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Mt Jefferson Oregon Flora Plants Botany Plantae Jigsaw Puzzle

$21.50

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Designed for youby thenatureexplorers
Size
8x10 Photo Puzzle with Gift Box
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About this product
Size: 8x10 Photo Puzzle with Gift Box

Turn designs, photos, and text into a great game with customizable puzzles! Made of sturdy cardboard and mounted on chipboard, these puzzles are printed in vivid and full color. For hours of puzzle enjoyment, give a custom puzzle as a gift today!

  • Dimensions: 8" x 10" (110 pieces)
  • Includes beautiful gift box with puzzle image printed on lid
  • Sturdy cardboard stock, mounted on chipboard
  • Easy wipe-clean surface
Warning: Not suitable for children under 3. Small parts may pose possible choking hazard.
Designer Tip: To ensure the highest quality print, please note that this product’s customizable design area measures 7.5" 9.6" X. For best results please add 1/4" bleed.
About this design
available on or 104 products
Mt Jefferson Oregon Flora Plants Botany Plantae Jigsaw Puzzle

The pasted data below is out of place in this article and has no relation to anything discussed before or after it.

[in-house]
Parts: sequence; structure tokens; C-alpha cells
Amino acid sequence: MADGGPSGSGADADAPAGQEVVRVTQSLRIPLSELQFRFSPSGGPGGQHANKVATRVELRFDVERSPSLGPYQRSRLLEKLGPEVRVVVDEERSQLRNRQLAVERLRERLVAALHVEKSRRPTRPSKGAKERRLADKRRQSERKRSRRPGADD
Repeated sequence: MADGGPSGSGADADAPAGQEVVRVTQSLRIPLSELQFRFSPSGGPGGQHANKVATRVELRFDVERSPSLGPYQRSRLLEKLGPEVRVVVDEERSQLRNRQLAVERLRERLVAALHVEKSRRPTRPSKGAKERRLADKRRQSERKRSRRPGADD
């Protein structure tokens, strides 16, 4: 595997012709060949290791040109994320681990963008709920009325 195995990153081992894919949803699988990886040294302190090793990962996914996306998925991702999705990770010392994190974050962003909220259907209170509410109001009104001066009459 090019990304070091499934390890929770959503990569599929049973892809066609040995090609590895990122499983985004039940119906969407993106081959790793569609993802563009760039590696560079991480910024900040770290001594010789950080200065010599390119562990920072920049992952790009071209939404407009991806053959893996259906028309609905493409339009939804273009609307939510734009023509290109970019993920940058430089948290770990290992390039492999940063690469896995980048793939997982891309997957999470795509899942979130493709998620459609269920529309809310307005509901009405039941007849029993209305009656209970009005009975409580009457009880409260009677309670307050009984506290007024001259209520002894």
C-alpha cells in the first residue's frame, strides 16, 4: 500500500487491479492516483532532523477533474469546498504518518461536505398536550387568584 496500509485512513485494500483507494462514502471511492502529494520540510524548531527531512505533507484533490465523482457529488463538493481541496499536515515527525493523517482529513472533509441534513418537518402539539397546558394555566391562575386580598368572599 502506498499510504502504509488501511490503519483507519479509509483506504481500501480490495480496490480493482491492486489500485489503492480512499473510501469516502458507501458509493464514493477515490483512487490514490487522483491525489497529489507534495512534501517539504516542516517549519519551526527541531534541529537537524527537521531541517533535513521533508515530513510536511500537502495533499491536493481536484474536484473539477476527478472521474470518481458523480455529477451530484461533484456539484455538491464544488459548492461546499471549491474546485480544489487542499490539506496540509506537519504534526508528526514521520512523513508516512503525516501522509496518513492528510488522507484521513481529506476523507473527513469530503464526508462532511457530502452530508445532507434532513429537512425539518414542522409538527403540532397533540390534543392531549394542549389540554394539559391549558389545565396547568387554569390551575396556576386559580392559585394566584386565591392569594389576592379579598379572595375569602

This video still was taken from our expedition video, The Mount Jefferson Expedition shot on location in Oregon. I'm Michael C. Clark Naturalist, Explorer, and Cinematographer. My compañero Loganapithicus and I travel the world in search of unique ecosystems to explore and document cinéma-vérité style. Our expeditions usually take place in an area of five square miles or less within a duration of 7-21 days and we focus on the entire ecosystem plants, animals, geology, weather, and more. We do not specifically seek out, bait, or wait for species, we film what we encounter as we explore the ecosystem on foot. The purpose of our expeditions is to help in homo sapien's ceaseless quest for knowledge by documenting the ecosystems as they are forever changing with plant Earth as they have for billions of years. Our ecosystem videos can be viewed FREE by anyone and used for nonprofit educational instruction and testing purposes as well as scientific study of the ecosystems. Therefore we have left out narrations and used music in the background when no natural sound is available, ultimately leaving the videos for self interpretation, individual discovery, and for professors to explain or show as examples in a classroom setting. We are unable to film every species in the selected ecosystems, as it is impossible to get everything in such a short time frame, one could spend an entire lifetime studying an ecosystem of planet Earth and still never see it all. No plant or animal species were harmed during our expeditions, all species are filmed in their natural habitat and are not coerced or paid for any performances. This is Mother Nature's movie if you have script questions please direct them towards her. Situated in the far northeastern corner of Linn County on the Jefferson County line, about 105 miles (169 km) east of Corvallis, Mount Jefferson is in a rugged wilderness and is thus one of the hardest volcanoes to reach in the Cascades; though USFS Road 1044 does come within 4 miles (6.4 km) of the summit. The lower reaches of the mountain's north side also extend into southeastern Marion County, although its summit does not. Jefferson's craggy, deeply glacially scarred appearance is especially beautiful and photogenic, and the peak has frequently served as a backdrop for automobile and alcohol advertisements in the United States. The average elevation of the terrain around Jefferson is 5,500 to 6,500 feet (1,700 to 2,000 m), meaning that Jefferson's cone still towers nearly 1 mile (1.6 km) above it. Previous studies estimated that the cone is made of roughly equal amounts of tephra and lava, but Sutton's 1974 study found half as much tephra as expected. The remainder of the material thought to be tephra was in fact broken lava rock. Sometime before the last reversal of the Earth's magnetic field 700,000 years ago, the 23.4-cubic-mile (97.5 km3) Minto Lavas created a large volcanic plateau formed from coalescing shield volcanoes. They were heavily eroded by glaciers before Jefferson started to grow. Mount Jefferson started life as a highly explosive vent, which in turn built a tephra-rich cone (this same cone now forms the volcano's core). Much of this structure was subsequently buried under about 5 cubic miles (21 km3) of basaltic andesite lava flows that are called the Main Cone Lavas. These lavas form a mass of rock 5 to 40 feet (1.5 to 12 m) thick near the top of the old cone and become progressively thicker further down the mountain. The lack of lahar (volcanic mudflow) or avalanche deposits associated with the original cone and the Main Cone Lavas indicates that these volcanic eruptions probably occurred in a warm interglacial period. Glaciers did form directly on the Main Cone Lavas and cause erosion later. Plants, also called green plants (Viridiplantae in Latin), are living organisms of the kingdom Plantae including such multicellular groups as flowering plants, conifers, ferns and mosses, as well as, depending on definition, the green algae, but not red or brown seaweeds like kelp, nor fungi or bacteria. Green plants have cell walls with cellulose and characteristically obtain most of their energy from sunlight via photosynthesis using chlorophyll contained in chloroplasts, which gives them their green color. Some plants are parasitic and may not produce normal amounts of chlorophyll or photosynthesize. Plants are also characterized by reproduction, modular and indeterminate growth, and an alteration of generations, although reproduction is common, and some plants bloom only once while others bear only one bloom. Precise numbers are difficult to determine, but as of 2010, there are thought to be 300–315 thousand species of plants, of which the great majority, some 260–290 thousand, are seed plants (see the table below).[2] Green plants provide most of the world's free oxygen and are the basis of most of the earth's ecologies, especially on land. Plants described as grains, fruits and vegetables form mankind's basic foodstuffs, and have been domesticated for millennia. Plants enrich our lives as flowers and ornaments. Until recently and in great variety they have served as the source of most of our medicines and drugs. Their scientific study is known as botany. Botany, plant science(s), or plant biology (from Ancient βοτάνη botane, "pasture, grass, or fodder" and that from βόσκειν boskein, "to feed or to graze"), a discipline of biology, is the science of plant life.[1][2][3] Traditionally, the science included the study of fungi, algae, and viruses. A person engaged in the study of botany is called a botanist. Botany covers a wide range of scientific disciplines including structure, growth, reproduction, metabolism, development, diseases, chemical properties, and evolutionary relationships among taxonomic groups. Botany began with early human efforts to identify edible, medicinal and poisonous plants, making it one of the oldest branches of science. Nowadays, botanists study about 400,000 species of living organisms. The beginnings of modern-style classification systems can be traced to the 1500s–1600s when several attempts were made to scientifically classify plants. In the 19th and 20th centuries, major new techniques were developed for studying plants, including microscopy, chromosome counting, and analysis of plant chemistry. In the last two decades of the 20th century, DNA was used to more accurately classify plants. Botanical research focuses on plant population groups, evolution, physiology, structure, and systematics. Subdisciplines of botany include agronomy, forestry, horticulture, and paleobotany. Key scientists in the history of botany include Theophrastus, Ibn al-Baitar, Carl Linnaeus, Gregor Johann Mendel, and Norman Borlaug. Flora is the plant life occurring in a particular region or time, generally the naturally occurring or indigenous—native plant life. The corresponding term for animal life is fauna. Flora, fauna and other forms of life such as fungi are collectively referred to as biota. Bacterial organisms, algae, and other organisms are sometimes referred to as flora,[1][2][3] so that for example the terms bacterial flora and plant flora are used separately.